Differentiation Gone Wrong:
I’m a big believer in differentiation. I mean huge. I often explore the internet looking for good examples of differentiation. And sometimes, I find examples of differentiation gone wrong.
Here’s one such example:
I don’t whether it’s nice to say where I got this or not, so I won’t, but it’s from a large website.
Where this goes wrong:
Oh, where to start, where to start?
First, let’s state the obvious: this is a Kindergarten lesson plan that asks kids to work independently for thirty minutes on a worksheet.
Do you need a second to ponder that?
So, this isn’t a very good lesson plan to begin with, and it shouldn’t surprise us that the differentiation piece is not effective.
Second, the instruction for differentiation is plain silly. “Let them work on the worksheet individually.” Wait, what?
Isn’t that what everyone’s doing? I mean, it says, “Independent Working Time,” doesn’t it? So how is that different, exactly?
Also, most gifted kids prefer to work alone, so how is this a challenge?
What could you do instead?
Before the worksheet, there was this instruction:
It’s a great, limited text book with pictures of houses all around the world.
In order to truly differentiate for gifted students, I’d consider doing any/all of the following instead of the explicit instruction and worksheet:
- Rather than the teacher’s explaining to the students how the houses differ, have the students sort the houses into categories they think of themselves.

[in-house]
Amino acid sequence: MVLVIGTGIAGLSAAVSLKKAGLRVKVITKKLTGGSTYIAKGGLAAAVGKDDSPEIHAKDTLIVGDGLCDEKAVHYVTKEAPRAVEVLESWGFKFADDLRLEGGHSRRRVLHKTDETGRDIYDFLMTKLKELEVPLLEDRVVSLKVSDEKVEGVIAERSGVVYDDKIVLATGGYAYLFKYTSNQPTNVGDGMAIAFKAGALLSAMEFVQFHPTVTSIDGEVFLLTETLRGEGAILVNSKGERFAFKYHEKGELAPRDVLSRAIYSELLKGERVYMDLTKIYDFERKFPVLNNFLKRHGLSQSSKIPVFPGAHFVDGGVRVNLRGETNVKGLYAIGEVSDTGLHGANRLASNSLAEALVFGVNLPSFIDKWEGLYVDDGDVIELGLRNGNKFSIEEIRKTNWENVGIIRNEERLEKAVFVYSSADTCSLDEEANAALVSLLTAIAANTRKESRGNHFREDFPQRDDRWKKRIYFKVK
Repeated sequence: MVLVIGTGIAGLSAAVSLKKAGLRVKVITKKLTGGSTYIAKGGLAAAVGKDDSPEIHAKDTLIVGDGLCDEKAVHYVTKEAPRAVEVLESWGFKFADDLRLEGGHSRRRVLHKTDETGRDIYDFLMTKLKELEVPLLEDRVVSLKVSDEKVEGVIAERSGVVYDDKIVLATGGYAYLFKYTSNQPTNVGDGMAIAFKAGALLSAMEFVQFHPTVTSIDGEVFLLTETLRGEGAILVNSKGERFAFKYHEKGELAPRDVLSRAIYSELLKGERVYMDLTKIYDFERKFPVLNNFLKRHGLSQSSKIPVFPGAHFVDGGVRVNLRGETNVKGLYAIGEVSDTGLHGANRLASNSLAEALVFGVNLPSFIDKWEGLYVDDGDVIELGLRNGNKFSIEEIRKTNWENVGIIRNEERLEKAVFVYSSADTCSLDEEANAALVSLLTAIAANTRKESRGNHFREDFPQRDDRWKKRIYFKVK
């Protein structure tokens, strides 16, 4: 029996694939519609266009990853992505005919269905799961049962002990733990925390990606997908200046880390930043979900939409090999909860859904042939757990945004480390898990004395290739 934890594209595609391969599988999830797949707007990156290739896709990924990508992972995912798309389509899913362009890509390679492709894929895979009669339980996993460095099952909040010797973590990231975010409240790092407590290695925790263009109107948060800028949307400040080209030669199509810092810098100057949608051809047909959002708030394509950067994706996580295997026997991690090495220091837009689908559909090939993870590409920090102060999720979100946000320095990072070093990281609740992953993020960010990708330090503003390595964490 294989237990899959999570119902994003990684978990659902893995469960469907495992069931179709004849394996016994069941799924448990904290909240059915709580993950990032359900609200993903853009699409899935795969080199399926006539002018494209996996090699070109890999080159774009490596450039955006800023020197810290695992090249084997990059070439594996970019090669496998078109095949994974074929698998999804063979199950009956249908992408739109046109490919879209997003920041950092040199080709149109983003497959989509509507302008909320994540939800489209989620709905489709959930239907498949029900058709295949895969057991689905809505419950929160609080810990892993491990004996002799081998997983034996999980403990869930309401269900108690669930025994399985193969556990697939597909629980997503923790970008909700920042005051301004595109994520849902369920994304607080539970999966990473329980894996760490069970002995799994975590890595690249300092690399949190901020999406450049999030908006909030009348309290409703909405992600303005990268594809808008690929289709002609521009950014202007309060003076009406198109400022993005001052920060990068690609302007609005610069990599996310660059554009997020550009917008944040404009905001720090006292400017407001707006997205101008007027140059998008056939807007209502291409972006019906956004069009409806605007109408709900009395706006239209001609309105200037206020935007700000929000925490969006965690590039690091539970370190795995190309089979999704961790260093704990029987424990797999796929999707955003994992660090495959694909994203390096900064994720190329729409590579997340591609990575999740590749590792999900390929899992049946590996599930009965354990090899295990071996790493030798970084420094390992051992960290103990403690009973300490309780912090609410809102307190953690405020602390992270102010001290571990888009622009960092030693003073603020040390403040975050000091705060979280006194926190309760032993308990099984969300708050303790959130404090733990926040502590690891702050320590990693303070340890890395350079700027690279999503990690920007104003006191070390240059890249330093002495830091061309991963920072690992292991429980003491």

- Using a globe, have them look up the cities/countries of the houses.
- Have them estimate the distances between the houses.
- Have them analyze if there is a correlation between physical distance and difference in house structure/materials.
- Have them identify the houses that are most/least like their own.
- Have them draw a house that would be likely to be found in a certain climate. Have them trade with another student and guess where that house is from.
- Have them use a double bubble map to compare a house in a very cold climate to a house in a very hot climate.
These are just a few ideas, and I hope you see the idea behind them. I want them thinking differently, not just doing differently.
And I definitely don’t want the teacher thinking for them.
It’s an easy shift.
While many teachers resist differentiation because they think it takes too much time, I hope you can see from the example above that you can do it very quickly.
I gave myself literally five minutes to come up with the ideas, and it didn’t even take all of the time.
We can successfully differentiate for gifted kids without resorting to fake differentiation like this example.
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